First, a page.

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journal = "Crop Protection",
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Economic impact assessment in pest risk analysis. / Soliman, T.A.A.; Mourits, M.C.M.; Oude Lansink, A.G.J.M.; van der Werf, W.

In: Crop Protection, Vol. 29, No. 6, 2010, p. 517-524.

Research output: Contribution to journalReview articleAcademicpeer-review

TY - JOUR

T1 - Economic impact assessment in pest risk analysis

AU - Soliman, T.A.A.

AU - Mourits, M.C.M.

AU - Oude Lansink, A.G.J.M.

AU - van der Werf, W.

N1 - PORmapnr. 1927

PY - 2010

Y1 - 2010

N2 - According to international treaties, phytosanitary measures against introduction and spread of invasive plant pests must be justified by a science-based pest risk analysis (PRA). Part of the PRA consists of an assessment of potential economic consequences. This paper evaluates the main available techniques for quantitative economic impact assessment: partial budgeting, partial equilibrium analysis, input output analysis, and computable general equilibrium analysis. These techniques differ in width of scope with respect to market mechanisms (relationships between supply, demand, and prices), and linkages between agriculture and other sectors of the economy. As a consequence, techniques differ in their ability to assess direct and indirect (e.g. economy-wide) effects of pest introduction. We provide an overview of traits of the available methods to support the selection of the most appropriate technique for conducting a PRA. Techniques with a wider scope require more elaborate data, and greater effort to conduct the analysis. Uncertainties are compounded as methods with greater scope are used. We propose that partial budgeting should be conducted in any risk assessment, while more sophisticated techniques should be employed if the expected gains in insight outweigh the costs and compounded uncertainties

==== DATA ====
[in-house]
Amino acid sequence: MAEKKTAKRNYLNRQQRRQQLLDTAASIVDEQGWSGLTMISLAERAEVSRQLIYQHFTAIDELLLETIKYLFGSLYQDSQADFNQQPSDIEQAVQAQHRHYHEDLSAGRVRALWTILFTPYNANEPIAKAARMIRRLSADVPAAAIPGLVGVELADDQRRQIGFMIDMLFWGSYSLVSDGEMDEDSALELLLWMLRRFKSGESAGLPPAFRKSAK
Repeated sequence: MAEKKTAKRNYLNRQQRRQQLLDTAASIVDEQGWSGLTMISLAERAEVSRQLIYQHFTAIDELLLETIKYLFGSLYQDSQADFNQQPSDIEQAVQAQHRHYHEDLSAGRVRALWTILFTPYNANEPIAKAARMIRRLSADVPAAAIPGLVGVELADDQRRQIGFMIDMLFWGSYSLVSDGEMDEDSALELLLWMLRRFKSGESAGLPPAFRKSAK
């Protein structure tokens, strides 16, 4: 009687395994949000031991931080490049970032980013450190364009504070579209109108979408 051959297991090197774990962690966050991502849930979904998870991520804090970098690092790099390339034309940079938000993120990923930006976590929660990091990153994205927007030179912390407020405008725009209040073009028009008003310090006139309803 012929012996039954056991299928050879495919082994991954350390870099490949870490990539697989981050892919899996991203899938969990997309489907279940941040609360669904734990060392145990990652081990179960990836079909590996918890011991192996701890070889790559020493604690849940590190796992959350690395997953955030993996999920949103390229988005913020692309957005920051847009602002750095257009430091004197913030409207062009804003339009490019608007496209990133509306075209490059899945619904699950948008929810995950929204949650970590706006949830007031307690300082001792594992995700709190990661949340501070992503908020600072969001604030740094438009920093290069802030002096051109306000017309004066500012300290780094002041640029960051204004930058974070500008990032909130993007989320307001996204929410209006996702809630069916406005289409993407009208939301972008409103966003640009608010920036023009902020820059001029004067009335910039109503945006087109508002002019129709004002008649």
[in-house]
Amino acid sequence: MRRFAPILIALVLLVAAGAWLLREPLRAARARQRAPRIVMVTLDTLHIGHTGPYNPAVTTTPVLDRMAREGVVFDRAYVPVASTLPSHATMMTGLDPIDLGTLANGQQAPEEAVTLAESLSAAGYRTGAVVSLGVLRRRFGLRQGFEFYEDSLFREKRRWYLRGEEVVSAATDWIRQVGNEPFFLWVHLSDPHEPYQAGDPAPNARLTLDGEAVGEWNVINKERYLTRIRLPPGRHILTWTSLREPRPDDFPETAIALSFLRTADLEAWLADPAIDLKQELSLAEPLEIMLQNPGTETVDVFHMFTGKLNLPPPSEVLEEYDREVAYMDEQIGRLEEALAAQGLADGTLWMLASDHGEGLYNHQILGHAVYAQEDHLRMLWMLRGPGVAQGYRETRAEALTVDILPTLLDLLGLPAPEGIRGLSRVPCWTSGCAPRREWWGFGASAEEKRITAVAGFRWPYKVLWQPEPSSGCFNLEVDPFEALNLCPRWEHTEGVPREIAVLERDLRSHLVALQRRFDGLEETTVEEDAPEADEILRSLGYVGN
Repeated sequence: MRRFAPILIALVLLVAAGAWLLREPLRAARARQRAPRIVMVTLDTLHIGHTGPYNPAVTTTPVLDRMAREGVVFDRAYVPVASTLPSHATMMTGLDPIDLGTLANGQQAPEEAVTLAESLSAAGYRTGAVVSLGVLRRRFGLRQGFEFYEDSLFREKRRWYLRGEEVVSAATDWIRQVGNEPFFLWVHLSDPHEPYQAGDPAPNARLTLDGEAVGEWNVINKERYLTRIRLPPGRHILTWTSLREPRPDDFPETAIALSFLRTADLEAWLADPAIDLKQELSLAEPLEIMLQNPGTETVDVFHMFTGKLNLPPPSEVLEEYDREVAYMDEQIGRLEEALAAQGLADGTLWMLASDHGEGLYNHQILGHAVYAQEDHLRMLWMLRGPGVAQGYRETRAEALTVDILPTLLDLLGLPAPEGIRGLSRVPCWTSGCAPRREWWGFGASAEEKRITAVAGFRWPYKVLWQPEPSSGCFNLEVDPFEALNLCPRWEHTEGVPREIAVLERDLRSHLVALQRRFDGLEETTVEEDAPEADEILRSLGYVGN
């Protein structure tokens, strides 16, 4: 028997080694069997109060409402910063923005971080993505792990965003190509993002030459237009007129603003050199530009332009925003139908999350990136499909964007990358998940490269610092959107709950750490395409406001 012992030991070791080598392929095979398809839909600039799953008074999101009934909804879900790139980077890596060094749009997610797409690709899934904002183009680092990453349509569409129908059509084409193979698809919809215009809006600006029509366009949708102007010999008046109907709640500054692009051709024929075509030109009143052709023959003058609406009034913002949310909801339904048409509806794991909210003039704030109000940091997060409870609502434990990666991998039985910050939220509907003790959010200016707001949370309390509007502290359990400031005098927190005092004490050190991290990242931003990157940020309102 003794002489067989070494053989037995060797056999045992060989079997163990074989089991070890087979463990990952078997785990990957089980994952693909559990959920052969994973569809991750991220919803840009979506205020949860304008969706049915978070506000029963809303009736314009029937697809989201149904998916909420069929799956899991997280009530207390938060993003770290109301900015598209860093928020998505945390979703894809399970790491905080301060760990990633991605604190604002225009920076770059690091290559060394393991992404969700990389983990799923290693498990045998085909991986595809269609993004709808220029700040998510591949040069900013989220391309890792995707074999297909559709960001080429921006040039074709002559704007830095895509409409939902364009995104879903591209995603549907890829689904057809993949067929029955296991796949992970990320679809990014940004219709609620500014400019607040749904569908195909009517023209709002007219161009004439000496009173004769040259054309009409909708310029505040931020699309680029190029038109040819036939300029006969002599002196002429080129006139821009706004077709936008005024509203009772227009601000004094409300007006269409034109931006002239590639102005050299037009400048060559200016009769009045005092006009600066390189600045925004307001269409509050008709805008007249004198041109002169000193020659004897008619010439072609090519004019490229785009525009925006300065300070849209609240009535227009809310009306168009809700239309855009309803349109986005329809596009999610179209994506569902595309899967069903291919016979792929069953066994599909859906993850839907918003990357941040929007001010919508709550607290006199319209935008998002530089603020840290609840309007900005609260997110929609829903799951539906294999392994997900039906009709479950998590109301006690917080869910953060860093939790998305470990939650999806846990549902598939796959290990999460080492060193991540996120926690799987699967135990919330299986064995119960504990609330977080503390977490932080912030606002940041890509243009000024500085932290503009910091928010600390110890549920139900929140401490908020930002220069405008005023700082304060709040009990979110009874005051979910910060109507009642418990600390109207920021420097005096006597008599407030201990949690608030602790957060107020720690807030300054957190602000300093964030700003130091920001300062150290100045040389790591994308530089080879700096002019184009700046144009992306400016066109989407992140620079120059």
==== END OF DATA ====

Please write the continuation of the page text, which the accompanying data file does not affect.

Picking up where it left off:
AB - According to international treaties, phytosanitary measures against introduction and spread of invasive plant pests must be justified by a science-based pest risk analysis (PRA). Part of the PRA consists of an assessment of potential economic consequences. This paper evaluates the main available techniques for quantitative economic impact assessment: partial budgeting, partial equilibrium analysis, input output analysis, and computable general equilibrium analysis. These techniques differ in width of scope with respect to market mechanisms (relationships between supply, demand, and prices), and linkages between agriculture and other sectors of the economy. As a consequence, techniques differ in their ability to assess direct and indirect (e.g. economy-wide) effects of pest introduction. We provide an overview of traits of the available methods to support the selection of the most appropriate technique for conducting a PRA. Techniques with a wider scope require more elaborate data, and greater effort to conduct the analysis. Uncertainties are compounded as methods with greater scope are used. We propose that partial budgeting should be conducted in any risk assessment, while more sophisticated techniques should be employed if the expected gains in insight outweigh the costs and compounded uncertainties

KW - management

KW - profitability

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DO - 10.1016/j.cropro.2009.12.014

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T2 - Crop Protection